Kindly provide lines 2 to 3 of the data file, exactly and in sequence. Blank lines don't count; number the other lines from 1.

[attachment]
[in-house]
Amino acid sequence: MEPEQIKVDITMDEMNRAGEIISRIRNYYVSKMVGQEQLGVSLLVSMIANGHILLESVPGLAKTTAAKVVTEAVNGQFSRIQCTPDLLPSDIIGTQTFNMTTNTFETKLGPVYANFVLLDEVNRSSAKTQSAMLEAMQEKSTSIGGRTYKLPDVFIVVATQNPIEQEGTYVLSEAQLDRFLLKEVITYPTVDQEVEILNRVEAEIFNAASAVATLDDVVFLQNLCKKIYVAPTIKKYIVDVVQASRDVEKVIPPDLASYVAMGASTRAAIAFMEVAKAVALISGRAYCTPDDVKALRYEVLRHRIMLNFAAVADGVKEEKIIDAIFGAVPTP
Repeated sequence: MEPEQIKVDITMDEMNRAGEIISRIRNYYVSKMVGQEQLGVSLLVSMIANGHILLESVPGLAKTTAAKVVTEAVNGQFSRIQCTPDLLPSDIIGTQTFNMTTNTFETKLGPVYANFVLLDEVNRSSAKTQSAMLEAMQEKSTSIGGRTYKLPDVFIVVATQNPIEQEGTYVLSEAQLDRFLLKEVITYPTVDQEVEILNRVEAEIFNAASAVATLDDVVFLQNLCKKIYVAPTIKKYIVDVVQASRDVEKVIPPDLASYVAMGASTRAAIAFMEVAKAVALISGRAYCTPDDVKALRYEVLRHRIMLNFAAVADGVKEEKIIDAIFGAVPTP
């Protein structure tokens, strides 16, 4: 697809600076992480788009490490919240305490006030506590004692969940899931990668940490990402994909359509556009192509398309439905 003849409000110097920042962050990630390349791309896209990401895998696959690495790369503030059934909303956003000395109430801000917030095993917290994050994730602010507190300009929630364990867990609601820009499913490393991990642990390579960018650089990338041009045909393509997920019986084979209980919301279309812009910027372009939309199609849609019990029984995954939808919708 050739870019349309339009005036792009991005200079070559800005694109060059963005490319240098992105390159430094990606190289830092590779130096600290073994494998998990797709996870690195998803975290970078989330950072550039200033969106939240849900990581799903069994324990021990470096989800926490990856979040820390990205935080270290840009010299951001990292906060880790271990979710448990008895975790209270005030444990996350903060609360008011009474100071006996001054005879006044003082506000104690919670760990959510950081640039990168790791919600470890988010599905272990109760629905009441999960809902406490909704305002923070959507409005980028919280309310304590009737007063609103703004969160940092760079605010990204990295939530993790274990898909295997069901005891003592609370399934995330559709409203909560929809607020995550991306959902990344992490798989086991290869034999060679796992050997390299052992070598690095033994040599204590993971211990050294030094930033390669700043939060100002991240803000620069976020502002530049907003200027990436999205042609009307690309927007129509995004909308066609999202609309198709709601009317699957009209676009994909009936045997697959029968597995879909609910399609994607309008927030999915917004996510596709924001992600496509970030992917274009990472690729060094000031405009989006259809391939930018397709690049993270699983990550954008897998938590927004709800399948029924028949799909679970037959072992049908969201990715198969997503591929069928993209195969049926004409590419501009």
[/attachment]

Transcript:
Amino acid sequence: MEPEQIKVDITMDEMNRAGEIISRIRNYYVSKMVGQEQLGVSLLVSMIANGHILLESVPGLAKTTAAKVVTEAVNGQFSRIQCTPDLLPSDIIGTQTFNMTTNTFETKLGPVYANFVLLDEVNRSSAKTQSAMLEAMQEKSTSIGGRTYKLPDVFIVVATQNPIEQEGTYVLSEAQLDRFLLKEVITYPTVDQEVEILNRVEAEIFNAASAVATLDDVVFLQNLCKKIYVAPTIKKYIVDVVQASRDVEKVIPPDLASYVAMGASTRAAIAFMEVAKAVALISGRAYCTPDDVKALRYEVLRHRIMLNFAAVADGVKEEKIIDAIFGAVPTP
Repeated sequence: MEPEQIKVDITMDEMNRAGEIISRIRNYYVSKMVGQEQLGVSLLVSMIANGHILLESVPGLAKTTAAKVVTEAVNGQFSRIQCTPDLLPSDIIGTQTFNMTTNTFETKLGPVYANFVLLDEVNRSSAKTQSAMLEAMQEKSTSIGGRTYKLPDVFIVVATQNPIEQEGTYVLSEAQLDRFLLKEVITYPTVDQEVEILNRVEAEIFNAASAVATLDDVVFLQNLCKKIYVAPTIKKYIVDVVQASRDVEKVIPPDLASYVAMGASTRAAIAFMEVAKAVALISGRAYCTPDDVKALRYEVLRHRIMLNFAAVADGVKEEKIIDAIFGAVPTP